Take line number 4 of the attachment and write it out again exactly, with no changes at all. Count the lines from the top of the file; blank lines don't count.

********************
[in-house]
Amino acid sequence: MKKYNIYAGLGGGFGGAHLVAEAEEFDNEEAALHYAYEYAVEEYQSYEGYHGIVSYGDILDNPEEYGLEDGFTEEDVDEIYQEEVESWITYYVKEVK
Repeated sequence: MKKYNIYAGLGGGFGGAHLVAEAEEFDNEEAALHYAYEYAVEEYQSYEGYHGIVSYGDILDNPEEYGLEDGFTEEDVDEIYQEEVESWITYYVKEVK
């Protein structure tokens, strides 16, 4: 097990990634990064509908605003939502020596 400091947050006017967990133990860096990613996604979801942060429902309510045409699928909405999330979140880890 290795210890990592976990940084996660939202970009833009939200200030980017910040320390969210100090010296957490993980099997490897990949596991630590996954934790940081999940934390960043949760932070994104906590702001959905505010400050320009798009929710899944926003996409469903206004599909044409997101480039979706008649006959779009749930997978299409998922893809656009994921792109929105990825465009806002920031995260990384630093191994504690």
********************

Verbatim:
């Protein structure tokens, strides 16, 4: 097990990634990064509908605003939502020596 400091947050006017967990133990860096990613996604979801942060429902309510045409699928909405999330979140880890 290795210890990592976990940084996660939202970009833009939200200030980017910040320390969210100090010296957490993980099997490897990949596991630590996954934790940081999940934390960043949760932070994104906590702001959905505010400050320009798009929710899944926003996409469903206004599909044409997101480039979706008649006959779009749930997978299409998922893809656009994921792109929105990825465009806002920031995260990384630093191994504690």